Tuesday, December 18, 2007

Establishment and Free Exercise

This is the first person I've read - Charles Krauthammer's "An Overdose of Public Piety" - who really has found the balance in the establishment vs. free exercise debate; and someone commenting on it - Rick Moran's "Drunk with Religiosity" even improved on that. For my friends at Street Prophets reading this - that it comes from the secular right is probably not going to make them happy. They, if they read it, may react like this person in the comment section at Rick's post:

It really irritated my Leftie sensibilities that Krauthammer said something rational and intelligent. I’ve gotten so used to hating his work that I had to read the column three times to make sure I didn’t miss something. It makes being radically partisan much more difficult when there’s intelligent discourse on both sides. That damn man is going make me think!
The context of all of these columns is Mike Huckabee's showing in Iowa - suddenly the secular right is coming out loaded for bear to make sure he doesn't get the Republican nomination: the venom is both interesting and predictable.

However, right now let's look at Krauthammer's main points:
Now, there's nothing wrong with having a spirited debate on the place of religion in politics. But the candidates are confusing two arguments. The first, which conservatives are winning, is defending the legitimacy of religion in the public square. The second, which conservatives are bound to lose, is proclaiming the privileged status of religion in political life.
There can be no privilege for any set of ideas in the public square. As Jefferson said in the body of the "Virginia Statutes for Religious Freedom"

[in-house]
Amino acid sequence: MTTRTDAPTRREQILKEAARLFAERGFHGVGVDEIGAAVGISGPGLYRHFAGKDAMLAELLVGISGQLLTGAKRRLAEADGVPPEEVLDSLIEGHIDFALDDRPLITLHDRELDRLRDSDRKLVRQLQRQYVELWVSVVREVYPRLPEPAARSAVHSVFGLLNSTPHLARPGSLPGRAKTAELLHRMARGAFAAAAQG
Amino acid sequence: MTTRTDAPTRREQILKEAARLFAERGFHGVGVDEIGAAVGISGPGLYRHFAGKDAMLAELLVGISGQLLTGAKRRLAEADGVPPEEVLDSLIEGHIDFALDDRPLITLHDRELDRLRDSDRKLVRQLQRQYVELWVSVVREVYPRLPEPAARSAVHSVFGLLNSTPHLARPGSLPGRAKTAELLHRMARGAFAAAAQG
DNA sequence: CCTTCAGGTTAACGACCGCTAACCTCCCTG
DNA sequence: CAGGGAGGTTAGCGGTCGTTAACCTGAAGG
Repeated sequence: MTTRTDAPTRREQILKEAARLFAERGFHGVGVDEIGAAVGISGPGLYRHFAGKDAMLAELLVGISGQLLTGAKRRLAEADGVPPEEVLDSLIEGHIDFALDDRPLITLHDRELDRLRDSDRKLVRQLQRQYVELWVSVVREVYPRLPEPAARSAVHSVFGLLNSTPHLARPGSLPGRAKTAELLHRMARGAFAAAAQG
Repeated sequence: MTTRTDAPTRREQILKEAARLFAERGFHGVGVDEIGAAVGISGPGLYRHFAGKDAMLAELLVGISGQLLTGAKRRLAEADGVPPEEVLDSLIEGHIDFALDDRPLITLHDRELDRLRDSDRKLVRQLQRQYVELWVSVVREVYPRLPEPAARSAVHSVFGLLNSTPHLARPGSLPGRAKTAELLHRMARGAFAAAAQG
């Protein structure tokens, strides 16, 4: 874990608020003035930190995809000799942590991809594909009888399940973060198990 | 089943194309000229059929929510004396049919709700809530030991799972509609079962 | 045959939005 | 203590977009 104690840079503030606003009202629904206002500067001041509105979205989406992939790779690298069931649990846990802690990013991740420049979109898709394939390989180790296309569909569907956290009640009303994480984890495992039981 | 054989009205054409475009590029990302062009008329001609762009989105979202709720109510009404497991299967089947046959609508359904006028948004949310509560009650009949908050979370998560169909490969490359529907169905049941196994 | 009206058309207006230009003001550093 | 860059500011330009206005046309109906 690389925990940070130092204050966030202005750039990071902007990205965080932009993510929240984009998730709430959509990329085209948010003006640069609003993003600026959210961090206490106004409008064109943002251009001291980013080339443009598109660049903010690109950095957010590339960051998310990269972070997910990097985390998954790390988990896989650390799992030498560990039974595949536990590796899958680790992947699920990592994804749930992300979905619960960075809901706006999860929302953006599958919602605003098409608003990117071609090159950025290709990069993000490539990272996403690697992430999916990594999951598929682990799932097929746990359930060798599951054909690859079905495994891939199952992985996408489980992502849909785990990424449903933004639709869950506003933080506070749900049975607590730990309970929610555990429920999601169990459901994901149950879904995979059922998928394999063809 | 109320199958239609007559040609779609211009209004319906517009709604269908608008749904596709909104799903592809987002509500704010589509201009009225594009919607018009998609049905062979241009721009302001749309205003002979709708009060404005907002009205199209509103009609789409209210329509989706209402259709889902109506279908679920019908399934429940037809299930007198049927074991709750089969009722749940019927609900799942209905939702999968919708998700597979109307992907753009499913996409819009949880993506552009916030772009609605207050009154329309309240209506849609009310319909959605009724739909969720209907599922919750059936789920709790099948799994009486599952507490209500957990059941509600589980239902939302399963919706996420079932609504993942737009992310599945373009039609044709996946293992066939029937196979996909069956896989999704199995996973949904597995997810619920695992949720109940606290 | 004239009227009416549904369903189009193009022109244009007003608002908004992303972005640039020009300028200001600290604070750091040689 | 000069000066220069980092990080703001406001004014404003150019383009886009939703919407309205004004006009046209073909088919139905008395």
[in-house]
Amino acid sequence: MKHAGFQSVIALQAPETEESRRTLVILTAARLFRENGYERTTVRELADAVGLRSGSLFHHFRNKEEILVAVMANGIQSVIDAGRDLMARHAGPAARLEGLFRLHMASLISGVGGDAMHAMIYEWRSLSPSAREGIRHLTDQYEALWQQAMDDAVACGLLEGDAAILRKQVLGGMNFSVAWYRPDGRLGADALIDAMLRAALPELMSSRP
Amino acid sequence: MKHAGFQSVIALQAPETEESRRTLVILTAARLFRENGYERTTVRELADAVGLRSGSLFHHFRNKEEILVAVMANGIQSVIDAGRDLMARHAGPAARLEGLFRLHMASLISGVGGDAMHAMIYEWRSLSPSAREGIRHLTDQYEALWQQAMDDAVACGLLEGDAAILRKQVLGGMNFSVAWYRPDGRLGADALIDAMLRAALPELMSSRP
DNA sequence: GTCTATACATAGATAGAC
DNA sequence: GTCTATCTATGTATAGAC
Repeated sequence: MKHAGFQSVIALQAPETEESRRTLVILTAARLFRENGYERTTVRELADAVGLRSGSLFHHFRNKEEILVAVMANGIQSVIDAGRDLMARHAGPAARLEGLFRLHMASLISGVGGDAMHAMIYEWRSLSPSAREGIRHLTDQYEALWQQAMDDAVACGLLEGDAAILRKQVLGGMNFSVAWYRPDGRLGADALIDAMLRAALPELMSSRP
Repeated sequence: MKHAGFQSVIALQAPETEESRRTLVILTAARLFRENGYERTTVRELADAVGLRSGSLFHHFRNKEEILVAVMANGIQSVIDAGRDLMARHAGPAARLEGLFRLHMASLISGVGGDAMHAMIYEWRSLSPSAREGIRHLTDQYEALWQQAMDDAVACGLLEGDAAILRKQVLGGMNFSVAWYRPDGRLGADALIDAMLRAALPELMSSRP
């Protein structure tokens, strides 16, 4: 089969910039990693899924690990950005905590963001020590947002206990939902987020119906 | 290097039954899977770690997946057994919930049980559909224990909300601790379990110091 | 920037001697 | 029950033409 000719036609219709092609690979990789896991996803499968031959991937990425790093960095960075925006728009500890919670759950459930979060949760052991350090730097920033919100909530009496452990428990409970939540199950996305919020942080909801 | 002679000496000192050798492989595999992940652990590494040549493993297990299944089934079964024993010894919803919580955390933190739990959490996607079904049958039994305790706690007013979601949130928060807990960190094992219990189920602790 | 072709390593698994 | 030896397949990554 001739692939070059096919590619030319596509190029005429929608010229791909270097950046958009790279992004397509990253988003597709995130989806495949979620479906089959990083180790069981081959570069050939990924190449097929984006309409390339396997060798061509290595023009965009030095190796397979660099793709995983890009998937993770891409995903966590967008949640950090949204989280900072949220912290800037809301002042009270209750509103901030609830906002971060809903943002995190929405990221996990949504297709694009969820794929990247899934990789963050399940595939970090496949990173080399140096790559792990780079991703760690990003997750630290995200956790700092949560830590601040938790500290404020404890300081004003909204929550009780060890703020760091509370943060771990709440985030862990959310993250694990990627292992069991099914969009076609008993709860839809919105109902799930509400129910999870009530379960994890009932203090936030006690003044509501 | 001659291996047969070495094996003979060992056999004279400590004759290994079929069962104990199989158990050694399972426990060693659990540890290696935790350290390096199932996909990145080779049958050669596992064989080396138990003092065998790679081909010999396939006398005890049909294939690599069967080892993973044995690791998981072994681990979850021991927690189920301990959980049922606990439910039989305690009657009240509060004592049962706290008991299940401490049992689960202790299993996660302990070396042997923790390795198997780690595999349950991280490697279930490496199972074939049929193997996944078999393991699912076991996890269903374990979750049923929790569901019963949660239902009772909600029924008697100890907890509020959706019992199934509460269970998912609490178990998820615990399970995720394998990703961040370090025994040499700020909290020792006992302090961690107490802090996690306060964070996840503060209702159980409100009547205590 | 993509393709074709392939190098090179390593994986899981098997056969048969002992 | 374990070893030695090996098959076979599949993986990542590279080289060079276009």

That no man shall be compelled to frequent or support any religious worship, place, or ministry whatsoever, nor shall be enforced, restrained, molested, or burthened in his body or goods, nor shall otherwise suffer on account of his religious opinions or belief; but that all men shall be free to profess, and by argument to maintain, their opinion in matters of religion, and that the same shall in no wise diminish, enlarge, or affect their civil capacities.
That cuts in every direction - Jefferson's argument was in favor of absolutely free debate:
truth is great and will prevail if left to herself, that she is the proper and sufficient antagonist to error, and has nothing to fear from the conflict, unless by human interposition disarmed of her natural weapons, free argument and debate, errors ceasing to be dangerous when it is permitted freely to contradict them
Back to Charles:
A certain kind of liberal argues that having a religious underpinning for any public policy is disqualifying because it is an imposition of religion on others. Thus, if your opposition to embryonic stem cell research comes from a religious belief in the ensoulment of life at conception, you're somehow violating the separation of church and state by making other people bend to your religion.

This is absurd. Abolitionism, civil rights, temperance, opposition to the death penalty -- a host of policies, even political movements, have been rooted for many people in religious teaching or interpretation. It's ridiculous to say that therefore abolitionism, civil rights, etc., constitute an imposition of religion on others.